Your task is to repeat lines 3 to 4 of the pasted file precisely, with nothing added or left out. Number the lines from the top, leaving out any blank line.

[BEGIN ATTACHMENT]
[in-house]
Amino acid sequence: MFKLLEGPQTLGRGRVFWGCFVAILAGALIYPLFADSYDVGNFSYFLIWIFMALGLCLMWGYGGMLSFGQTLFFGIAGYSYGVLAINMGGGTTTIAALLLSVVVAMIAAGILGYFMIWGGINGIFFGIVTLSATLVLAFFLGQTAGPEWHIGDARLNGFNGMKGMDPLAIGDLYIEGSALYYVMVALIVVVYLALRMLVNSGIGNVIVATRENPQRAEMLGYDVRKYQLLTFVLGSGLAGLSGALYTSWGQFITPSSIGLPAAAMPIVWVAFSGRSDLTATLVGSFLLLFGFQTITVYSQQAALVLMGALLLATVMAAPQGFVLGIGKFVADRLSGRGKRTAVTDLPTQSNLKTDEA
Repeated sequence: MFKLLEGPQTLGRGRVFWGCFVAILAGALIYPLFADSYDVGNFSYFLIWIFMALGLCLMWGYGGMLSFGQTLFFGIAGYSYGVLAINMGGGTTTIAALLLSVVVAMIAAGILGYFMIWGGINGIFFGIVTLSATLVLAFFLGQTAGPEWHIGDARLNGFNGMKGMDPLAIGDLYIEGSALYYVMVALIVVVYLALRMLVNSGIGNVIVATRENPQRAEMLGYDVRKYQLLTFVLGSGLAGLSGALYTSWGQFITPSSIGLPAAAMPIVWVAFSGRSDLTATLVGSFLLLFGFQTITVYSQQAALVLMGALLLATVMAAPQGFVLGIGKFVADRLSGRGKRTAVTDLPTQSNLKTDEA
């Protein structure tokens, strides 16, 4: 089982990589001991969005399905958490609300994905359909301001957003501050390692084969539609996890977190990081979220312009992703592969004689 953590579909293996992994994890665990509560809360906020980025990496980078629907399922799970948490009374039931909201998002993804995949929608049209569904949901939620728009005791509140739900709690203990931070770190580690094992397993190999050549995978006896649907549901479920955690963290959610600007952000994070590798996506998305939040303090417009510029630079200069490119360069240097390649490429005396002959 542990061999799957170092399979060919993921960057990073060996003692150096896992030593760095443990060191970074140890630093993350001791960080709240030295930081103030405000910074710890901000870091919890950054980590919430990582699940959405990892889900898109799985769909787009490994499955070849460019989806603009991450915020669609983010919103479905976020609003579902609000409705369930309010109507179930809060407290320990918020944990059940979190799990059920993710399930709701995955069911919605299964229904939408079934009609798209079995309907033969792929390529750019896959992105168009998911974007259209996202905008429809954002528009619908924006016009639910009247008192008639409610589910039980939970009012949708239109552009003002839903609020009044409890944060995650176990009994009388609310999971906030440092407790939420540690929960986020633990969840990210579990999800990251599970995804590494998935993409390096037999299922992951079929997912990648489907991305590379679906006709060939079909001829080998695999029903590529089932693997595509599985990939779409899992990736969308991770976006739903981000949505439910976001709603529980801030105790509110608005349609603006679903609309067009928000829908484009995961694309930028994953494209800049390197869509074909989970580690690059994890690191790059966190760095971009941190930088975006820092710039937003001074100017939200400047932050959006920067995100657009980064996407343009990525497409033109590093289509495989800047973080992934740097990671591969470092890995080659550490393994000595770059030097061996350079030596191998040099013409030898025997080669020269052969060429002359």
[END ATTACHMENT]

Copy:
Repeated sequence: MFKLLEGPQTLGRGRVFWGCFVAILAGALIYPLFADSYDVGNFSYFLIWIFMALGLCLMWGYGGMLSFGQTLFFGIAGYSYGVLAINMGGGTTTIAALLLSVVVAMIAAGILGYFMIWGGINGIFFGIVTLSATLVLAFFLGQTAGPEWHIGDARLNGFNGMKGMDPLAIGDLYIEGSALYYVMVALIVVVYLALRMLVNSGIGNVIVATRENPQRAEMLGYDVRKYQLLTFVLGSGLAGLSGALYTSWGQFITPSSIGLPAAAMPIVWVAFSGRSDLTATLVGSFLLLFGFQTITVYSQQAALVLMGALLLATVMAAPQGFVLGIGKFVADRLSGRGKRTAVTDLPTQSNLKTDEA
């Protein structure tokens, strides 16, 4: 089982990589001991969005399905958490609300994905359909301001957003501050390692084969539609996890977190990081979220312009992703592969004689 953590579909293996992994994890665990509560809360906020980025990496980078629907399922799970948490009374039931909201998002993804995949929608049209569904949901939620728009005791509140739900709690203990931070770190580690094992397993190999050549995978006896649907549901479920955690963290959610600007952000994070590798996506998305939040303090417009510029630079200069490119360069240097390649490429005396002959 542990061999799957170092399979060919993921960057990073060996003692150096896992030593760095443990060191970074140890630093993350001791960080709240030295930081103030405000910074710890901000870091919890950054980590919430990582699940959405990892889900898109799985769909787009490994499955070849460019989806603009991450915020669609983010919103479905976020609003579902609000409705369930309010109507179930809060407290320990918020944990059940979190799990059920993710399930709701995955069911919605299964229904939408079934009609798209079995309907033969792929390529750019896959992105168009998911974007259209996202905008429809954002528009619908924006016009639910009247008192008639409610589910039980939970009012949708239109552009003002839903609020009044409890944060995650176990009994009388609310999971906030440092407790939420540690929960986020633990969840990210579990999800990251599970995804590494998935993409390096037999299922992951079929997912990648489907991305590379679906006709060939079909001829080998695999029903590529089932693997595509599985990939779409899992990736969308991770976006739903981000949505439910976001709603529980801030105790509110608005349609603006679903609309067009928000829908484009995961694309930028994953494209800049390197869509074909989970580690690059994890690191790059966190760095971009941190930088975006820092710039937003001074100017939200400047932050959006920067995100657009980064996407343009990525497409033109590093289509495989800047973080992934740097990671591969470092890995080659550490393994000595770059030097061996350079030596191998040099013409030898025997080669020269052969060429002359």